There can be no "shared society" without investment in arts and culture
Theresa May's calls for a 'shared society' have been lauded as a step in the right direction in an increasingly fragmented Britain, especially after a Brexit vote that split the nation.
Her speech earlier this year included positive references to social equality and greater inclusion for those on the margins of society.
But the speech left several questions unanswered. What, for instance, would make a shared society work in today's economic climate? And how would it resonate with Britain's diverse social fabric?
Shared cultural and artistic experience lies at the heart of this issue. As former Director of the Arts Council of England, Peter Bazalgette, put it, arts and culture is central to helping create "empathetic citizens". By conveying deeply human stories, the arts allow us to see perspectives other than our own.
This is also why it's vital that our cultural productions strive to reflect the diversity that exists within our country - an inherent reminder that members of different communities are bound by more than that which divides them.
What is so perplexing however is that the same government calling for a stronger shared society is also responsible for sweeping budget cuts that have dealt such a blow to Britain's cultural sector.
Research by the Arts Council found there was a £56.6 million reduction in local government spending for the arts between 2009 and 2014. For local authorities outside of London, funding fell by up to 50% in the years leading up to 2014/15. While the impact of these cuts has been devastating in general, it has had particular consequences for black and ethnic minority communities.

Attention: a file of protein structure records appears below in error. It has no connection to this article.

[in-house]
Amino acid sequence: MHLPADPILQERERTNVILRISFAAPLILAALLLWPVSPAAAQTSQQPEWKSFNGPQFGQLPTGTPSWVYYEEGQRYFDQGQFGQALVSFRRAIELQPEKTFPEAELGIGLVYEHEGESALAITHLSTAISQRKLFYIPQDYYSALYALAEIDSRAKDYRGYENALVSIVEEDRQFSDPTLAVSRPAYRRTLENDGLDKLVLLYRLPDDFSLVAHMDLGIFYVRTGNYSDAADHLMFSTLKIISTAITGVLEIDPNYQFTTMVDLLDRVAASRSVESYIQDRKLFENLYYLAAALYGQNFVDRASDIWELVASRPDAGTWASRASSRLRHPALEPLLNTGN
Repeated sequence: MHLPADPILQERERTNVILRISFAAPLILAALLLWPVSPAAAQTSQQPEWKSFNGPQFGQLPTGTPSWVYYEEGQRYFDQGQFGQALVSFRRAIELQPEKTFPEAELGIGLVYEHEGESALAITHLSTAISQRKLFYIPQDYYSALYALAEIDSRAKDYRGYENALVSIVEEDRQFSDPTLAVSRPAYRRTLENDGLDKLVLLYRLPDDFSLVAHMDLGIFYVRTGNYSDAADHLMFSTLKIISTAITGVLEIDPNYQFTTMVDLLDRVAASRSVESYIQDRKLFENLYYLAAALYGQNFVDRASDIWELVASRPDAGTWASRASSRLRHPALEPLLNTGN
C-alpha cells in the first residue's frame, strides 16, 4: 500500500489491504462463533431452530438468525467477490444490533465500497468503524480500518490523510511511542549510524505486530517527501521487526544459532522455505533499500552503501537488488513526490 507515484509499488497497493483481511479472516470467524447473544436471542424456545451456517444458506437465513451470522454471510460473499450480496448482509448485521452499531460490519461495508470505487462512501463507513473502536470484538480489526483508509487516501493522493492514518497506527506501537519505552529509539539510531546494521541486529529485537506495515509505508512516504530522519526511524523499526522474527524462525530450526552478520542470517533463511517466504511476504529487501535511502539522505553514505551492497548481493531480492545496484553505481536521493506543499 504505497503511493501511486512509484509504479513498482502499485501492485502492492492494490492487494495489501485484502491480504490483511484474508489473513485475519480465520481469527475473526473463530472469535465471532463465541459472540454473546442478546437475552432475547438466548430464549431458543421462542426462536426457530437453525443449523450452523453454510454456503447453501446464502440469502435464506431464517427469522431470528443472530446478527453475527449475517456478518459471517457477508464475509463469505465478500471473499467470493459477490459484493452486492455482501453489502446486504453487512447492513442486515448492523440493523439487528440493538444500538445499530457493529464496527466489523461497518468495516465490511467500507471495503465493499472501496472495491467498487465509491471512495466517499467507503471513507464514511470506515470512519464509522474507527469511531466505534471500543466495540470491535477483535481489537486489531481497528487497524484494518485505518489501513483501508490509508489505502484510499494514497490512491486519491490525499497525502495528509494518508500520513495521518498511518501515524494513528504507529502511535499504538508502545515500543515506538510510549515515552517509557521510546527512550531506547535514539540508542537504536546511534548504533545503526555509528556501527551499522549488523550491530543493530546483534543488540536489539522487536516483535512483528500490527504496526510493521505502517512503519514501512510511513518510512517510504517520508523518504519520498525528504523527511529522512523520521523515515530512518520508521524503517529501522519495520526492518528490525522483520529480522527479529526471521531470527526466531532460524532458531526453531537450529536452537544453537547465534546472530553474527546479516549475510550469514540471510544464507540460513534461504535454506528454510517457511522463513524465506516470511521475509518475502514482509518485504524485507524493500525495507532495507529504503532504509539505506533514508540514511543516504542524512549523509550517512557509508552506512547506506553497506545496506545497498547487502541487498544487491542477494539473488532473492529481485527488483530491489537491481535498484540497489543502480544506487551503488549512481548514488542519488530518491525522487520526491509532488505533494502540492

Data from the 2015 UK Labour Force Survey showed that people from BAME backgrounds make up under 5% of those working in film and television, music, performing and visual arts, and the museums sector. Even Tory Government Minister, Sajid Javid, has gone on record about the importance of the arts in preventing people from BAME communities from becoming "culturally disenfranchised". And in his 2014 'Culture for All' speech he pointed out that these communities were only receiving a third of their proportional share of Arts Council grants as of 2014. Most recently, British actor Riz Ahmed reiterated the need for stronger mass media representation of minority groups in order to bridge social divides and prevent marginalisation.
As we at Khayaal Theatre Company complete twenty years of working to fuse British theatre and Muslim literature with the aim of dispelling fears, inspiring hope and seeding dreams, I have found that despite enormous potential and creativity in our communities, access to support from public and private funders and development agencies is severely limited. As a result, our artists fail to receive the encouragement and recognition they need to flourish.
In a post-Brexit and Trump era where hate crimes have been on the rise alongside hostility towards migrant and Muslim communities, we must intensify efforts to celebrate cultural diversity now more than ever. As competing economic priorities continue to undermine funding for the arts, it is increasingly falling on civil society to try and fill the gap.
Initiatives like Amal (meaning 'hope' in Arabic) are contributing to this effort. Amal - a project developed by the Said Foundation to support and celebrate Muslim cultures and arts - hopes to enrich Britain's cultural landscape at a time when it is most urgently needed.
If the creative potential of Britain's Muslims is nurtured, the results of their creativity will help us move a step closer to a truly shared society. The combined efforts of government and civil society to help us reach that goal are absolutely necessary.